Haddie

Haddie


HG: How do you find your subjects? Are they people that are already in your life or do you seek them out?

GGR: The initial start of the project included people already in my life and then I moved to friends of friends.  As the project grew, I decided that I was going to hone in on a particular group from within the QTPoC community and so I start reaching out to activists, poets, and community organizers.  I wanted to highlight members of the community that were doing something for the community as I see them as the modern-day saints.  They are going above and beyond their call for the betterment of the community.  I started reaching out to activists, community organizers, and poets that I would meet through social media or friends.  At this point in the project, I either do a call out on my social media accounts for recommendations, and I choose based on that.  Jamal, for example, is somebody I followed on Tumblr and Instagram.  I was pulled in by their confidence and their politics, and so I reached out to them and was happy to know they were aware of my work and happy to participate.
 
HG: Haddies words, “Today I transcend.  Today I live.  I live with every formidable facet of my existence.  The she, the brown, the queer.  Today I'm not armed with the knowledge of which one, which part of my reality they'll attack with fake promises of heathenic cleansing, white-washed fairy tails or the key to being the good woman I have the potential to be.  I transcend.  I reminisce of the days I sought refuge in daddy's closet.  Hoping my mother would recognize me when I came out.  I live” speak to the angst and struggle of queer life while embracing the core of being human, which is to live fully. These collaborative portraits celebrate living and being alive. Have you thought about exhibiting them as an installation of shrines?

GGR: I have not thought about that but I did start making my own frames for the prints, and many of them are reminiscent of baroque and rococo frames.  They are gilt in gold paint and lots of wood elements.  I had a solo show at Gallery Aferro last year, and I decided that I wanted to paint the gallery walls an aqua blue color and display my prints lining both sides of the gallery.  I wanted the viewers to feel as if they walked into a small church in Mexico.
 
HG: Can you talk about the process of working with your subjects to create the writings and the portraits?  
 
GGR: I give the sitter free rein on the text, and the only thing I say is that they should write about their identity.  It could be any part of their identity; them as a queer person, them as a person of color, them as an educator, a poet, etc.  They could also be simple affirmations for themselves or the community.  The rest is up to them; the format in which they lay out the text is theirs.  The text you see is done in their own handwriting.  Everybody has a distinct voice and handwriting, so I wanted to highlight that as well; their words their handwriting.  The portraits are also a collaboration of sorts; I have a clear vision of how I want to portrait to look and so I'll guide my models with words or visual cues.  I'll show them examples of some of my favorite portraits for reference, but they all bring their own element into the frame as well.  I know that I want them to look strong, proud, royal, resilient and vulnerable as well.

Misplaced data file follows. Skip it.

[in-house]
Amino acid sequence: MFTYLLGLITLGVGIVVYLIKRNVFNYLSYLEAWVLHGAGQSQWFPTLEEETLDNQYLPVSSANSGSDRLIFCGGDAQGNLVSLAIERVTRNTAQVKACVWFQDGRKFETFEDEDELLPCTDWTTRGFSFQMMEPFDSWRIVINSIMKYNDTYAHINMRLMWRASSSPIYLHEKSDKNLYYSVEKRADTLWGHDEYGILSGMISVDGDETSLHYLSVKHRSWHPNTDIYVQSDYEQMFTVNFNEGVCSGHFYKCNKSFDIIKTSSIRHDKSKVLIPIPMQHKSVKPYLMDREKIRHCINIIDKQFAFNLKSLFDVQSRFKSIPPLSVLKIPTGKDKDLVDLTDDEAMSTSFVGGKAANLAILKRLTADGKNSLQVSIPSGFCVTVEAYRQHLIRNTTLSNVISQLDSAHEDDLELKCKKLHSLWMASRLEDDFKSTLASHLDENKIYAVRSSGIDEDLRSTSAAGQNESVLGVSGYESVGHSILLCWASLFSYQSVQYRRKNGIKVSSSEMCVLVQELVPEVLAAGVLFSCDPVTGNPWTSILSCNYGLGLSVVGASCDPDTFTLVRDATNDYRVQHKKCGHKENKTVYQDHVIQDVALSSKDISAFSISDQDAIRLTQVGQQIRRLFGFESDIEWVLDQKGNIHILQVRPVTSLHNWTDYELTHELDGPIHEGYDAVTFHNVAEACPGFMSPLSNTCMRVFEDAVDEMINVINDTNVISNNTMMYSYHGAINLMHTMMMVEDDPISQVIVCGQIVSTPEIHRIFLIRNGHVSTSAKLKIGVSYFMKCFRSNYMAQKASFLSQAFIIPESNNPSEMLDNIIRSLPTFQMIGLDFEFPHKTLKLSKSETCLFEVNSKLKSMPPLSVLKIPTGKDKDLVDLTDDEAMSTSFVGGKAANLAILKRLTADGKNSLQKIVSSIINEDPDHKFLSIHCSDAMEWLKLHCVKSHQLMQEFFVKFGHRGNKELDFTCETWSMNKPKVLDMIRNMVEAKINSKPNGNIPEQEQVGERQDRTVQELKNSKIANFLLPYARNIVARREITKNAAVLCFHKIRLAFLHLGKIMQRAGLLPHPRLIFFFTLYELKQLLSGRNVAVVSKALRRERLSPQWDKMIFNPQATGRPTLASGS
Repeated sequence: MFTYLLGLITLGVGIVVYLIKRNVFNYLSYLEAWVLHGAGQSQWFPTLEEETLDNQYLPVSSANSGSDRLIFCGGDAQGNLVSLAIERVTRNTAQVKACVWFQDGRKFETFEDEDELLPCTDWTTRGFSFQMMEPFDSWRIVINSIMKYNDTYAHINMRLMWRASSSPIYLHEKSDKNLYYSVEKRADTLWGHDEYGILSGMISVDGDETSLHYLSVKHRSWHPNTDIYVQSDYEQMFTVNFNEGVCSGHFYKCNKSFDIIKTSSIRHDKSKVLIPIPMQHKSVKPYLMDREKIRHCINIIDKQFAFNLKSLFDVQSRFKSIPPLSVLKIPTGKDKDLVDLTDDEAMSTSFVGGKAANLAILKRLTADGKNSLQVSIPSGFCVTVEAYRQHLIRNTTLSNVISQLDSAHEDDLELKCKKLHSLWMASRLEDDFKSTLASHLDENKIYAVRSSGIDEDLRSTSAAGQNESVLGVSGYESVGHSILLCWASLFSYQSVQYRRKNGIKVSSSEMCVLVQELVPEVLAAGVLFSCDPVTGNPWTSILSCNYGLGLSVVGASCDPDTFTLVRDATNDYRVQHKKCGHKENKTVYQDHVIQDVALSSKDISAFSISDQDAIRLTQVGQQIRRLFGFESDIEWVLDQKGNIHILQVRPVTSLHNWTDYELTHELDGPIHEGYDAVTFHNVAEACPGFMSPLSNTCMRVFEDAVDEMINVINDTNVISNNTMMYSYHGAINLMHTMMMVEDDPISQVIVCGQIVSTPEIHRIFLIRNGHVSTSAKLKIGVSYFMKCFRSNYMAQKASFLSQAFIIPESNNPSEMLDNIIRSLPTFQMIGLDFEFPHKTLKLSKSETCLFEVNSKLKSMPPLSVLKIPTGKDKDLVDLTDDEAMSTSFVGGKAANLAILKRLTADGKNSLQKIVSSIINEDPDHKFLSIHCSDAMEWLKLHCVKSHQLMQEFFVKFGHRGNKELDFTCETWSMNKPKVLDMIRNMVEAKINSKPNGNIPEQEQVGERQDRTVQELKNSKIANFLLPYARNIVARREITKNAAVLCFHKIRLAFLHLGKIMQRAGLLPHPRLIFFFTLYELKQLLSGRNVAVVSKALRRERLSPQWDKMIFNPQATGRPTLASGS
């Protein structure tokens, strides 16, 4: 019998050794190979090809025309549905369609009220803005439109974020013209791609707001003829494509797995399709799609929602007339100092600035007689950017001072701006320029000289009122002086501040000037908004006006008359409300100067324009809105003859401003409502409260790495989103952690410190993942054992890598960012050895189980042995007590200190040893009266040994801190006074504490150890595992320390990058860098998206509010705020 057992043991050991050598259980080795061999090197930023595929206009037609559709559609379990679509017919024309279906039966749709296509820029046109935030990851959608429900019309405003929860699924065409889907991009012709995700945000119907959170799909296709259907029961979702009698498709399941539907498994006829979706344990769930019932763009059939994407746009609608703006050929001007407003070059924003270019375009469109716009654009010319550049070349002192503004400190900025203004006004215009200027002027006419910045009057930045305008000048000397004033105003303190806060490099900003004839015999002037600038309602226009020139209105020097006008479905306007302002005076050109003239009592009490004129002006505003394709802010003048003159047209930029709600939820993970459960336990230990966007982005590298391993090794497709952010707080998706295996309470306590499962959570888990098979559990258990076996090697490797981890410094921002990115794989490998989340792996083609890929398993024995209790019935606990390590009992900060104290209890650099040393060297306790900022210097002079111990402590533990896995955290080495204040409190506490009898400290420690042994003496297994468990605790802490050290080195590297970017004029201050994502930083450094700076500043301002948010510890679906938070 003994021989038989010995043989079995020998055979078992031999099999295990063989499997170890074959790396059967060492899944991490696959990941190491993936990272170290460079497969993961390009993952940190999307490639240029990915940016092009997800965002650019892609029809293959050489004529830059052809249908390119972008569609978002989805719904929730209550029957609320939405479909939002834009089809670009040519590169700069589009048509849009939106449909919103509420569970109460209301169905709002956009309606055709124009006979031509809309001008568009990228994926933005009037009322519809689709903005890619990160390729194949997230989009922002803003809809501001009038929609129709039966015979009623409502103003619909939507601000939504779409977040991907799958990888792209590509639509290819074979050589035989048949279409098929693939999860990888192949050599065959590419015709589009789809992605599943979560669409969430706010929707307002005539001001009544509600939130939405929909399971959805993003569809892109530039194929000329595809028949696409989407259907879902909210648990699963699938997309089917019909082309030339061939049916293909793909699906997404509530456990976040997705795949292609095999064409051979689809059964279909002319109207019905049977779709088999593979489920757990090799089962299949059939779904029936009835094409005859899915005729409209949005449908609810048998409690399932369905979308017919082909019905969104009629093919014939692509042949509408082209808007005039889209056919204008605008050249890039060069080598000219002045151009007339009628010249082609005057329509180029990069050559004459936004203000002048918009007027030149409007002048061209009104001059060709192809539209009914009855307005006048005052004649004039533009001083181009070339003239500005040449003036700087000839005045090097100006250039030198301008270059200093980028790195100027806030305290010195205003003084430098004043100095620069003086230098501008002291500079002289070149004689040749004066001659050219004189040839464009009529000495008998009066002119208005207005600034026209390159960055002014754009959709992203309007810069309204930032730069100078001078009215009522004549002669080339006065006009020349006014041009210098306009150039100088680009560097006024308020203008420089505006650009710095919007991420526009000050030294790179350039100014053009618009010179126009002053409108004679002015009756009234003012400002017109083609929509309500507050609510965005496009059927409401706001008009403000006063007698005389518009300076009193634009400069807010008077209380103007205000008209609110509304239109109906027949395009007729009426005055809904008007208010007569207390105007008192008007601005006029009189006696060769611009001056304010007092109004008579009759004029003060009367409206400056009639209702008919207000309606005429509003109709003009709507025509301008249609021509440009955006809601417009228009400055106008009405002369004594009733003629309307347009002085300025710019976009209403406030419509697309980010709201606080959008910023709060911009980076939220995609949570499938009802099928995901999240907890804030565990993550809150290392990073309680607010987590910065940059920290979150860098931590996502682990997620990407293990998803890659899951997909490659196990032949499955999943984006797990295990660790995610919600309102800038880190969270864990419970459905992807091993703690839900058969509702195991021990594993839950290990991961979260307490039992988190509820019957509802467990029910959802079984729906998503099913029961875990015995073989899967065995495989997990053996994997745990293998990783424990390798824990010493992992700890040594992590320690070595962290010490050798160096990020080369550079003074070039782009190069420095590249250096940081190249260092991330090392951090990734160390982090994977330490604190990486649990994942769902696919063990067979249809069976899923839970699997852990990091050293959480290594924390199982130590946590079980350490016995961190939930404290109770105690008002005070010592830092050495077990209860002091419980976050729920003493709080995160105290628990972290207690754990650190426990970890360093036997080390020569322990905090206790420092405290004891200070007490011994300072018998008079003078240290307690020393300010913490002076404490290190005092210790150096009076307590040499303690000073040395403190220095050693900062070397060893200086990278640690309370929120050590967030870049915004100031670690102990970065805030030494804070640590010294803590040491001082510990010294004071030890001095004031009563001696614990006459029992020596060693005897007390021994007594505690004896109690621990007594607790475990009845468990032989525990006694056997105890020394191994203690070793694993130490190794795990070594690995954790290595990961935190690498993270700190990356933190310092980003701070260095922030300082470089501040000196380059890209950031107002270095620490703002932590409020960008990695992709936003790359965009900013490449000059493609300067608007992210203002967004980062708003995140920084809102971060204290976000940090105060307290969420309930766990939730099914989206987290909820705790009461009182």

Zach

Zach

HG: Tell me more about the hand gestures of the sitters?
 
GGR: I am a huge fan of Northern Renaissance artists like Jan Van Eyck, Rogier van der Weyden, and Albrecht Durer, a lot of that influence comes through in my portraiture.  Stoic gaze, details in the folds and creases of the clothing and the soft and natural hand gestures.  Personally speaking, I am fascinated by the human hand and like to include them in as many of my portraits as possible.  Hands can tell you so much about a person.  How well maintain their keep their nails, whether they bite their nails, do they choose to wear rings, paint their nails, or keep them natural.

HG: Where will this project go next? Are you still working on it?

GGR: Yes, I am still working on the project.  It is a labor of love and don't see it coming to an end anytime soon.  I am actually at the print shop working on the latest print as we speak.  I like to push my projects and add new elements, right now I'm quite enamored with embroidery and think that will be the next step.  Adding embroidered elements to the prints.  I want them to feel like delicate relics.  I also want to take this project global and travel to Latin America to photograph queer activists out there doing work.

HG: Would you like to share news about your work or upcoming exhibitions with our audience?

GGR: Well I am currently in an exhibition at Cassilhaus, in Durham, North Carolina.  The exhibit runs til December.  International Center of Photography just purchased two original Queer Icon prints, and so I'm quite proud of that!  I am quite active in social media so you can follow me on Instagram or Facebook to keep up to date with any news or updates!  @gbrlgrcrmn
I update my website regularly with any upcoming exhibitions.


HG: Thank you for your time and vision. We need this work to be seen and heard.

 

 

 

 

 

 

 

 

 

 

All images © Gabriel Garcia Roman